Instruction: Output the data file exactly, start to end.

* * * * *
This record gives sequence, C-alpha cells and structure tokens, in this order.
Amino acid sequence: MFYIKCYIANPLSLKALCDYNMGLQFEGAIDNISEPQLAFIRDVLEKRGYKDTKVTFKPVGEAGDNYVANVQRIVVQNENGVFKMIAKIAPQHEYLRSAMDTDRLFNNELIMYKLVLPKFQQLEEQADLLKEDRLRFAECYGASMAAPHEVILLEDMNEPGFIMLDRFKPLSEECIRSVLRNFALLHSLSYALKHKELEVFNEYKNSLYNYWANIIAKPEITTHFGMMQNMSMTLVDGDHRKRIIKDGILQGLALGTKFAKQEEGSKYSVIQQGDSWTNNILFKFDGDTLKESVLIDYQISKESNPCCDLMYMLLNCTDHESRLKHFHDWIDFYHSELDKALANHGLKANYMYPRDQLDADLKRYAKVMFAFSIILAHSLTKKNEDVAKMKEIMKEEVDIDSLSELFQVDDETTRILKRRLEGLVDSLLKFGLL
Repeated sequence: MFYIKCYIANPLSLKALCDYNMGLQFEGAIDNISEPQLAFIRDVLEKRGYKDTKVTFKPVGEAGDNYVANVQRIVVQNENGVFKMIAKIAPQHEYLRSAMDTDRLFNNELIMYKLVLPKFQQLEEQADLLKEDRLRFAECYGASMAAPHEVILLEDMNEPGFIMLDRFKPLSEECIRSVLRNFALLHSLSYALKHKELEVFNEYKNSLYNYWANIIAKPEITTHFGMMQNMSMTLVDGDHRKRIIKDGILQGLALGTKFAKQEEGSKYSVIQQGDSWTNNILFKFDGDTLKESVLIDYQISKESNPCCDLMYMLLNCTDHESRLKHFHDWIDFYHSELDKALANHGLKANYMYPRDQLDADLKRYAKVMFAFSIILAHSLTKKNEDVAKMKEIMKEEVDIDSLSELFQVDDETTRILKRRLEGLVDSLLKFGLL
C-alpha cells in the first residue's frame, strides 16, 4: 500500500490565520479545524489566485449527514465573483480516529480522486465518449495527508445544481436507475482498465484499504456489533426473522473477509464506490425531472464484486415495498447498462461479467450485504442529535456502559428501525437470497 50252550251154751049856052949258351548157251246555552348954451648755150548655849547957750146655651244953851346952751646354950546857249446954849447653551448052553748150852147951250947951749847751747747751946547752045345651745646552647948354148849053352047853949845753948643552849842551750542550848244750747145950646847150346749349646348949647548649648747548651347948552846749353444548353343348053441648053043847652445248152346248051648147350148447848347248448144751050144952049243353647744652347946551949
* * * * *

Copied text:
This record gives sequence, C-alpha cells and structure tokens, in this order.
Amino acid sequence: MFYIKCYIANPLSLKALCDYNMGLQFEGAIDNISEPQLAFIRDVLEKRGYKDTKVTFKPVGEAGDNYVANVQRIVVQNENGVFKMIAKIAPQHEYLRSAMDTDRLFNNELIMYKLVLPKFQQLEEQADLLKEDRLRFAECYGASMAAPHEVILLEDMNEPGFIMLDRFKPLSEECIRSVLRNFALLHSLSYALKHKELEVFNEYKNSLYNYWANIIAKPEITTHFGMMQNMSMTLVDGDHRKRIIKDGILQGLALGTKFAKQEEGSKYSVIQQGDSWTNNILFKFDGDTLKESVLIDYQISKESNPCCDLMYMLLNCTDHESRLKHFHDWIDFYHSELDKALANHGLKANYMYPRDQLDADLKRYAKVMFAFSIILAHSLTKKNEDVAKMKEIMKEEVDIDSLSELFQVDDETTRILKRRLEGLVDSLLKFGLL
Repeated sequence: MFYIKCYIANPLSLKALCDYNMGLQFEGAIDNISEPQLAFIRDVLEKRGYKDTKVTFKPVGEAGDNYVANVQRIVVQNENGVFKMIAKIAPQHEYLRSAMDTDRLFNNELIMYKLVLPKFQQLEEQADLLKEDRLRFAECYGASMAAPHEVILLEDMNEPGFIMLDRFKPLSEECIRSVLRNFALLHSLSYALKHKELEVFNEYKNSLYNYWANIIAKPEITTHFGMMQNMSMTLVDGDHRKRIIKDGILQGLALGTKFAKQEEGSKYSVIQQGDSWTNNILFKFDGDTLKESVLIDYQISKESNPCCDLMYMLLNCTDHESRLKHFHDWIDFYHSELDKALANHGLKANYMYPRDQLDADLKRYAKVMFAFSIILAHSLTKKNEDVAKMKEIMKEEVDIDSLSELFQVDDETTRILKRRLEGLVDSLLKFGLL
C-alpha cells in the first residue's frame, strides 16, 4: 500500500490565520479545524489566485449527514465573483480516529480522486465518449495527508445544481436507475482498465484499504456489533426473522473477509464506490425531472464484486415495498447498462461479467450485504442529535456502559428501525437470497 50252550251154751049856052949258351548157251246555552348954451648755150548655849547957750146655651244953851346952751646354950546857249446954849447653551448052553748150852147951250947951749847751747747751946547752045345651745646552647948354148849053352047853949845753948643552849842551750542550848244750747145950646847150346749349646348949647548649648747548651347948552846749353444548353343348053441648053043847652445248152346248051648147350148447848347248448144751050144952049243353647744652347946551949